Plants and Animals
Myotis lucifugus Little brown bat
Coloring of little brown bats ranges from sandy brown to olive brown and they are lighter on the underside. Their ear membranes are hairless and black. Adult body mass ranges from between 5.5 to 11.0 grams and these bats are lightest in the spring when they emerge from hibernation. Forearm length ranges from 3.5 to 4.1 cm with a total wingspan ranging from 22.9 to 26.7 cm.
Status and Rank
US Status: No Status/Not Listed
State Status: SC - Special Concern (rare or uncertain; not legally protected)
Global Rank: G3 - Vulnerable
State Rank: S1 - Critically imperiled
|County||Number of Occurrences||Year Last Observed|
Information is summarized from MNFI's database of rare species and community occurrences. Data may not reflect true distribution since much of the state has not been thoroughly surveyed.
Before white-nosed syndrome devastated bat populations, little brown bats were the most common bat species in the northern half of the Lower Peninsula in Michigan accounting for roughly 60 percent of all mist net captures. They occur in a variety of habitats and their abundance is linked closely to availability mines and caves suitable for hibernation. Upon emergence from hibernation they travel throughout the state and will set up maternity roosts in man-made structures, utilizing barns, houses, large buildings, and the underside of bridges. They also roost in tree hollows and under loose bark. Little brown bats often forage over streams and ponds.
Natural Community Types
For each species, lists of natural communities were derived from review of the nearly 6,500 element occurrences in the MNFI database, in addition to herbarium label data for some taxa. In most cases, at least one specimen record exists for each listed natural community. For certain taxa, especially poorly collected or extirpated species of prairie and savanna habitats, natural community lists were derived from inferences from collection sites and habitat preferences in immediately adjacent states (particularly Indiana and Illinois). Natural communities are not listed for those species documented only from altered or ruderal habitats in Michigan, especially for taxa that occur in a variety of habitats outside of the state.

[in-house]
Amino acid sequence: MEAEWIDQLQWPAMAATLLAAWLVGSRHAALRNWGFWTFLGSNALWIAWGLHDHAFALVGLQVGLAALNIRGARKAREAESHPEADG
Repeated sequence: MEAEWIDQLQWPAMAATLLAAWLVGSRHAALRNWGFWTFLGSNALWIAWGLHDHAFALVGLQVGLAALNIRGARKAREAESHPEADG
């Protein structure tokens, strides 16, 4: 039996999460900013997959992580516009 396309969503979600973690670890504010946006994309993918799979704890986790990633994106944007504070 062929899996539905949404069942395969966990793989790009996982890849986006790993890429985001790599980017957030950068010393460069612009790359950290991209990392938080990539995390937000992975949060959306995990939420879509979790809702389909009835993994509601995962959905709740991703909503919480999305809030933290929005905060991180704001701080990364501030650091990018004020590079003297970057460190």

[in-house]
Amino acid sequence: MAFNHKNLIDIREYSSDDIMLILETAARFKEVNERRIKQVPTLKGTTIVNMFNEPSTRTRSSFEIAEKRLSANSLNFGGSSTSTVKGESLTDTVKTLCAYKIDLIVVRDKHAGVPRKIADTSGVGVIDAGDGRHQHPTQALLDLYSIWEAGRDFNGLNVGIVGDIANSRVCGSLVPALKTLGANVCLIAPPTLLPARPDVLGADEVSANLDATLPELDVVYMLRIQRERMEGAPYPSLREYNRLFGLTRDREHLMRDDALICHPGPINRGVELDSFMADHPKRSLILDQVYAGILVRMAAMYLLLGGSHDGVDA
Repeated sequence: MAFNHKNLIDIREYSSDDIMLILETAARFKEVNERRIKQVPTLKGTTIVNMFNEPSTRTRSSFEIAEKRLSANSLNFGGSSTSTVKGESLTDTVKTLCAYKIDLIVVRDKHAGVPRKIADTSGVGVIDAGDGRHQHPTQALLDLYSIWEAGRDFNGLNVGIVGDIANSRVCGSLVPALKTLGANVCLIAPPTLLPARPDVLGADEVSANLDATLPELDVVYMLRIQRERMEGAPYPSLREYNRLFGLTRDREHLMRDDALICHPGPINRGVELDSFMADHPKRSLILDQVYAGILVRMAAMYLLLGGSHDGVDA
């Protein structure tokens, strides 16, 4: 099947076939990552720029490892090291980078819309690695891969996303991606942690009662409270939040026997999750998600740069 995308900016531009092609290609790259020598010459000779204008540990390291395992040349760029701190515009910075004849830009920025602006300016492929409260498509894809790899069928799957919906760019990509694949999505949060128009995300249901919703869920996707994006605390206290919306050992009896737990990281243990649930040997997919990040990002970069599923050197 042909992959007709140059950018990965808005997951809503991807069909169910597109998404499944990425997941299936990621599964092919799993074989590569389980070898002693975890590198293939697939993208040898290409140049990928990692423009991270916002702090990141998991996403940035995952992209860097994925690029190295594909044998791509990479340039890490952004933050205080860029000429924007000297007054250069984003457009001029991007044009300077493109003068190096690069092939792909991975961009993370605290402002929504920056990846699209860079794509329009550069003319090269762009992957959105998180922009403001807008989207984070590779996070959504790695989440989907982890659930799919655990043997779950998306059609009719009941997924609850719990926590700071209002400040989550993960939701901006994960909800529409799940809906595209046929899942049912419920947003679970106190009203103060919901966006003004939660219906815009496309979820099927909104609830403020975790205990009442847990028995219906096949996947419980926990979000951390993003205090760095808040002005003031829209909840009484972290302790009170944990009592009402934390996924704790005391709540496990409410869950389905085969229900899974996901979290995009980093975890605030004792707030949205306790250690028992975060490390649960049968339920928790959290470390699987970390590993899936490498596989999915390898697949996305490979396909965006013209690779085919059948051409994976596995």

Natural communities are not listed in order of frequency of occurrence, but are rather derived from the full set of natural communities, organized by Ecological Group. In many cases, the general habitat descriptions should provide greater clarity and direction to the surveyor. In future versions of the Rare Species Explorer, we hope to incorporate natural community fidelity ranks for each taxon.
Little brown bat are generalists. Maintaining forest for roosting in and around open water for foraging would benefit this species. Protecting hibernacula from vandalism during winter is critical.
Active from second week of April to second week of October
Breeding from first week of September to fourth week of September
Parturition from first week of June to first week of July
Mist nets should be set perpendicular to travel corridors such as streams, rivers, and logging trails. A typical net setup is 7 to 9 meters (23-30 ft) high and up to 20 meters (66 ft) wide. Surveys should consist of a minimum of 1 net site per kilometer of habitat corridor and 2 sites per square kilometer of habitat. Mist netting at a site should be conducted for four nights and in at least two different locations within a site. Nets should be checked every 20 minutes from sunset to sunrise. The species is most active 25 minutes after sundown to 4 hours after sundown.
Survey Period: From third week of May to fourth week of July
Time of Day: Night
Air Temperature: Above 60 degrees
- Kurta, A. 2008. Bats of Michigan. Indiana State University Center for North American Bat Research and Conservation, Terre Haute, Indiana, 72 pp.
- U.S. Fish and Wildlife Service. 2018. Range-Wide India Bat Survey Guidelines.
- Wisconsin Department of Natural Resources. 2013. Wisconsin Little Brown Bat Species Guidance. Bureau of Natural Heritage Conservation, Wisconsin Department of Natural Resources, Madison, Wisconsin. PUB-ER-705